Sunday, 8 December 2013

Book Cover Design: 4 Corner Stones for Positioning with Book Covers

Your book cover is the first impression you make on a potential reader. One cover, one chance. 
Book covers are an essential marketing tool which should position your book in your reader's mind at a single glance. We can also usually tell which genre a book belongs to simply by its cover. Seems like a tall order for a single image design?

Maybe, but that also means that if you get it right you can set your book apart.

Here are four corner stones you should keep in mind when starting out on your cover design:

     1. Let potential readers know that they are purchasing quality literary content

A sleezy or poorly designed cover will hardly inspire confidence in a reader that the content is any more professional.

     2Design with your reader in mind

Your design has to appeal to your segment of readers and not only to you. Look at how covers in your chosen genre are normally designed and try to replicate the basic concept. By replicate I mean for example looking at the general balance of headline font size in comparison with the rest of the text you wish to see on your cover. Other elements you should study are the image choice - does it hint at the story unfolding in the page? -, imagery type and the position of the author name. To make your life even easier concentrate on the bestselling titles within your target genre. 

     3. Stand out among other covers in your target market segment while not completely departing from the general genre look and feel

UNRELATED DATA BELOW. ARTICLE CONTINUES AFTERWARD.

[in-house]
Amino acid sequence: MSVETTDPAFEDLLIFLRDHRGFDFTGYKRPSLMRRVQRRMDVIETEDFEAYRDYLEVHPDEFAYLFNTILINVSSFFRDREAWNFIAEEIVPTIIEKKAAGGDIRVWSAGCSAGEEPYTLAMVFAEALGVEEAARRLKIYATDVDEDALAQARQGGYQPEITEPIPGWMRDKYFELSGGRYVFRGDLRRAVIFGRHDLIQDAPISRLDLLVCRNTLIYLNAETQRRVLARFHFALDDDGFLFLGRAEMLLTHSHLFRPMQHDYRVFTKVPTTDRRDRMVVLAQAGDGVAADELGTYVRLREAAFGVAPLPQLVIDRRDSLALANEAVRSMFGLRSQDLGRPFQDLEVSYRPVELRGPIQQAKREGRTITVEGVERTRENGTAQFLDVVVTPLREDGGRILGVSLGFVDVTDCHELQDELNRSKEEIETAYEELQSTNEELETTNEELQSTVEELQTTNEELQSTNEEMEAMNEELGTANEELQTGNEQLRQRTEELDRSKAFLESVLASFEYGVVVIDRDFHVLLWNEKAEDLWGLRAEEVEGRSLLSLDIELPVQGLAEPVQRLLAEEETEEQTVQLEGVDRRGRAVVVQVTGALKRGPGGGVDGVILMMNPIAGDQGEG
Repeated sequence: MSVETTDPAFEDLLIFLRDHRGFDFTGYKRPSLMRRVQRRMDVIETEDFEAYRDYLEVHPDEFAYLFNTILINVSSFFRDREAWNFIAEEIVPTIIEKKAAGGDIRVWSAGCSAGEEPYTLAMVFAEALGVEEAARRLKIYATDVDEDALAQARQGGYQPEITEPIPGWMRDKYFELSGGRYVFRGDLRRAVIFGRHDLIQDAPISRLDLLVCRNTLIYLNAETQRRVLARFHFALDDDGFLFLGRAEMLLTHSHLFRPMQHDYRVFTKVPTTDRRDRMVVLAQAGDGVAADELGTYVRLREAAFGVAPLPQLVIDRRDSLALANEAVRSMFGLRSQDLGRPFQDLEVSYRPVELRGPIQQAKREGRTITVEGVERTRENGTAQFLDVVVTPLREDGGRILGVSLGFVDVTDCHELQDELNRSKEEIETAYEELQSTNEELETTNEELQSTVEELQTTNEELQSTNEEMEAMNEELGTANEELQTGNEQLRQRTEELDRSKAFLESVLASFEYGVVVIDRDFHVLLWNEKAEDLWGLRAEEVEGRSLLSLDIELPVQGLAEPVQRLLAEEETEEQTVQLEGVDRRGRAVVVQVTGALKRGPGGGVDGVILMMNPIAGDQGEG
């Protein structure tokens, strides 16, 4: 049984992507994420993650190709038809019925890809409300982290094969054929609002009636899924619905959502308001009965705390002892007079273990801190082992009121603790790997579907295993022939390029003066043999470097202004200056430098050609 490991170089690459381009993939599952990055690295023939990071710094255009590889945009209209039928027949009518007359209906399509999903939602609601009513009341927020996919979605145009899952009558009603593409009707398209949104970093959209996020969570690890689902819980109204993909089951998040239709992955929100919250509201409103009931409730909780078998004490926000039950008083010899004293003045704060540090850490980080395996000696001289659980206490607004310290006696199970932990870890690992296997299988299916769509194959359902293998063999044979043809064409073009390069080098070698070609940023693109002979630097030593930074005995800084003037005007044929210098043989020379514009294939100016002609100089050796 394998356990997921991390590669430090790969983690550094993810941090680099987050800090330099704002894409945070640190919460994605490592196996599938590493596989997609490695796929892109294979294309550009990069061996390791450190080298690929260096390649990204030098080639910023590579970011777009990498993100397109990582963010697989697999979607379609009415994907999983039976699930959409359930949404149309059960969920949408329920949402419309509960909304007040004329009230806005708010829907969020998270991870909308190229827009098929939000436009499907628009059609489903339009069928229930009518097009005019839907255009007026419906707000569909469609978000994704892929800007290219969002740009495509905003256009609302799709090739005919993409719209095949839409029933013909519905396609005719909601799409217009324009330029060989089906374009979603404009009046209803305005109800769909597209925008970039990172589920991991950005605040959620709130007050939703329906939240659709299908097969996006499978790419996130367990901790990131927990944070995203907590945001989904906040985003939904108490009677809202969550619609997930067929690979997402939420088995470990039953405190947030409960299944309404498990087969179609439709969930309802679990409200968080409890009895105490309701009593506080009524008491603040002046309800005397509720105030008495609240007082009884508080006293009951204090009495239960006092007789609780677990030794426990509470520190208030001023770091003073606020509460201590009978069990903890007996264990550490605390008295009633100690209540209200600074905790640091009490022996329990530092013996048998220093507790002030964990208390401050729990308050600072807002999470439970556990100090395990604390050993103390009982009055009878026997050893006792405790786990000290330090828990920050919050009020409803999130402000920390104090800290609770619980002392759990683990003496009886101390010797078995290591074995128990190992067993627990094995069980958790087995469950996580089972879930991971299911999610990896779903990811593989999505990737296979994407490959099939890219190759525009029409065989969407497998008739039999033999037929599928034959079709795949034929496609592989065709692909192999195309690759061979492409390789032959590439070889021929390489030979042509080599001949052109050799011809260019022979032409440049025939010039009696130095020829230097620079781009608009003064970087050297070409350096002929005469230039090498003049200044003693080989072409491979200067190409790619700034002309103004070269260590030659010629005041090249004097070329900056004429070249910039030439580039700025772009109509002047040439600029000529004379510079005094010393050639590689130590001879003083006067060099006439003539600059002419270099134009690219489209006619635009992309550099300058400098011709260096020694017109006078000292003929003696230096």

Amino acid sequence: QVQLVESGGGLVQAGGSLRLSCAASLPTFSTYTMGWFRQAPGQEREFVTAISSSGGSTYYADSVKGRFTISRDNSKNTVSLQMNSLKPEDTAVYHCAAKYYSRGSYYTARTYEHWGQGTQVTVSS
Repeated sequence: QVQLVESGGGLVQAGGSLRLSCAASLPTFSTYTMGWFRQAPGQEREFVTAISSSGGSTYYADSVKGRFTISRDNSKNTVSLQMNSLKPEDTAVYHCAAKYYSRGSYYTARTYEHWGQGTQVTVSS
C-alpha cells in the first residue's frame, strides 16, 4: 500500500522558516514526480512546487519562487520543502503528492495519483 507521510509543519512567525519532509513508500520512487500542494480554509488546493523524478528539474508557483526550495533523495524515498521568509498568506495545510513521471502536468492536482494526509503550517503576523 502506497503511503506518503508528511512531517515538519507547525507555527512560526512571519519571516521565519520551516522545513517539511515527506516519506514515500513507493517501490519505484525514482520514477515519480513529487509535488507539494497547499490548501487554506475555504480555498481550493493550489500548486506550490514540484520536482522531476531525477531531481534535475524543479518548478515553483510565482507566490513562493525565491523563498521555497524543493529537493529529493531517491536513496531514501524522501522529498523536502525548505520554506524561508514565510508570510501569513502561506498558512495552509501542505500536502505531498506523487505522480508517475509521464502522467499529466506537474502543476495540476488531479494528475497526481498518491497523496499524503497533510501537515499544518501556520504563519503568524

While you might have success by absolutely departing from the general genre look and feel in your design, there are smaller tweaks you can add to give your design a unique touch.

Here are several ideas on how you can make your book stand out:
1. Add a catchy line from your blurb on your cover. Two lines at most.
2. Add a compelling endorsement. The shorter and snappier, the better.
3. Add a circle badge which emphasises a unique selling point (USP), like:
    - a book comparison reference; e.g.:"For Twillight Lovers"
    - a reference to a bonus inside; e.g.: "Sneak Peek of Dan Brown's Angels and Demons"
    - a bestseller stamp (once you landed on a bestseller list)

4. Make your cover design interactive

Why not give your readers the opportunity to choose the final cover design. Narrow your creative choices down to three versions you like, introduce them on one of your channels (e.g.: blog, facebook, twitter...) and give people the option to vote on their favourite. You can even offer a free give away in return for submitting a vote. This also has the additional benefit of actively reaching out to your reader base before you actually launch. 

Bonus Tip for eBook Covers: Keep your ebook thumbnail images clean

If your eBook thumbnail is too busy it will be drowned out in the search as potential readers browse categories. In an online search, setting readers are most attracted by colours, a clean structure and clear font which translates well into the tiny space of a thumbnail. Too much text will make the small thumbnails too busy and keep your book cover from popping on the page.          

For further tips, here are a few great websites and articles that will help you figure out which cover direction will best fit your book positioning and how you can get to a great cover design: